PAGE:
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J Stud Alcohol. 2002 Nov;63(6):673-82.

Who goes to alcohol and drug treatment? Understanding utilization within the context of insurance.

Author information

  • 1Department of Psychiatry, University of California, San Francisco, San Francisco, California, USA. conniew@lppi.ucsf.edu

Abstract

OBJECTIVE:

This study assesses the differential roles of demographic characteristics, problem severity, motivational factors and insurance in entrance into alcohol and drug treatment.

METHOD:

A probability sample of adult problem and dependent drinkers from a Northem California county (N = 672) and consecutive adult intakes from the county's public (n = 298) and private (n = 628) alcohol and drug treatment programs. Interviewers conducted telephone screening for individuals meeting problem-drinking criteria in the general population; in-person interviews were conducted for those who screened positive, and also for individuals entering treatment.

RESULTS:

Insurance did not play an independent role in treatment entry. In logistic regression analysis, using a model from the medical utilization literature, black ethnicity (odds ratio [OR] = 2.98, p < .001); older age (OR = 4.67, p < .001); less education (OR = 1.81, p < .01); legal (OR = 7.46, p < .001) and work (OR = 3.57,p <.001) pressures; higher psychiatric (OR = 4.03,p <.001) and drug (OR = 3.04,p <.001) severity; and social consequences (OR = 1.35, p < .01) predicted treatment entry. Interventions from legal sources (OR = 6.22, p < .01) were related to entering treatment for the uninsured; legal (OR = 7.02, p < .001), workplace (OR = 6.01, p < .001) and family (OR = 1.62, p < .05) pressures were related for the insured.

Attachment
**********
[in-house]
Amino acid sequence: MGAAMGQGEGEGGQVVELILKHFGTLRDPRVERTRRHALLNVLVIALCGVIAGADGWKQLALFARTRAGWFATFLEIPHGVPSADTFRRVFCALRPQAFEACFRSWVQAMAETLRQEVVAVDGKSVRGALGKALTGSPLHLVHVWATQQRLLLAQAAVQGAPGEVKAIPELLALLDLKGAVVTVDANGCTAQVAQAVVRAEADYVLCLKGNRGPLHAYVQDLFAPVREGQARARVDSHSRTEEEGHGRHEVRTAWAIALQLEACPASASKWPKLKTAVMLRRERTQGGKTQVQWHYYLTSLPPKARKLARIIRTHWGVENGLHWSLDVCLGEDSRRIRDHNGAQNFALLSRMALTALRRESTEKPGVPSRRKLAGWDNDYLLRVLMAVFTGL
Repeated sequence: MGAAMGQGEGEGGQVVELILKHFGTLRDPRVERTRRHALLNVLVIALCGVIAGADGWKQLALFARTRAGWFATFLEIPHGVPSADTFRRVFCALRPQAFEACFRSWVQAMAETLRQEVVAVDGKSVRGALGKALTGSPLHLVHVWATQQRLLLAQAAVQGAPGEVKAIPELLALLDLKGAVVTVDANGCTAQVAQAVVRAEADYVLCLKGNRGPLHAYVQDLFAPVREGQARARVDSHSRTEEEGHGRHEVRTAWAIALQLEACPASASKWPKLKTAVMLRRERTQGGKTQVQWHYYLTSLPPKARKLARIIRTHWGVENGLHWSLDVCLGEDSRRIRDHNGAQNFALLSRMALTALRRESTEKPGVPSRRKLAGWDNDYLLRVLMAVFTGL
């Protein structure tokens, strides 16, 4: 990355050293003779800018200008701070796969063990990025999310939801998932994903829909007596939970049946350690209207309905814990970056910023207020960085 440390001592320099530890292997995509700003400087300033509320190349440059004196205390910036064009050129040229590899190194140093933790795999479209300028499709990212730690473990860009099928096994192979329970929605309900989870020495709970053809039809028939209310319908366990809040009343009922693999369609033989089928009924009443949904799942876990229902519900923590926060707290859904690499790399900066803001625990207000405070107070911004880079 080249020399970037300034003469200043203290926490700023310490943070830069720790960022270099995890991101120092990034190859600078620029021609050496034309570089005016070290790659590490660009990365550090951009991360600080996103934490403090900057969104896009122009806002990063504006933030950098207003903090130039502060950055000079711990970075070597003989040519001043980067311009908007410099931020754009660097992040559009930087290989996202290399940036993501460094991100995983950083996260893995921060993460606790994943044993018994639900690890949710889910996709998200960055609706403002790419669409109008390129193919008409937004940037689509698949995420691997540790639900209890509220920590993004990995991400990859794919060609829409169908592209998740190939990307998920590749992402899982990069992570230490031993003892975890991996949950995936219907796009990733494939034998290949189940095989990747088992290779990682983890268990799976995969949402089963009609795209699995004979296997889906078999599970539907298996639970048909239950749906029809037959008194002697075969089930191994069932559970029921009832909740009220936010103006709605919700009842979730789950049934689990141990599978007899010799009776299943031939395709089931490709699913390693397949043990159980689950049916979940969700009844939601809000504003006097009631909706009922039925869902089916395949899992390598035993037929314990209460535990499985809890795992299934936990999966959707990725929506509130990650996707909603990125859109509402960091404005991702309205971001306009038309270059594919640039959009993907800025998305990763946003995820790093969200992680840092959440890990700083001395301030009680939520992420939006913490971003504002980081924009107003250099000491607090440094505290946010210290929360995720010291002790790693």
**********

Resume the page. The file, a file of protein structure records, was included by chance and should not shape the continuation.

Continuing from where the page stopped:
CONCLUSIONS:

Social consequences, rather than severity of dependence, in both insured and uninsured problem drinkers are important predictors of treatment entry when traditional utilization measures are controlled. Public programs play a crucial part in the alcohol and drug treatment system, and their viability is important as health policy changes.

PMID:
12529067
[PubMed - indexed for MEDLINE]
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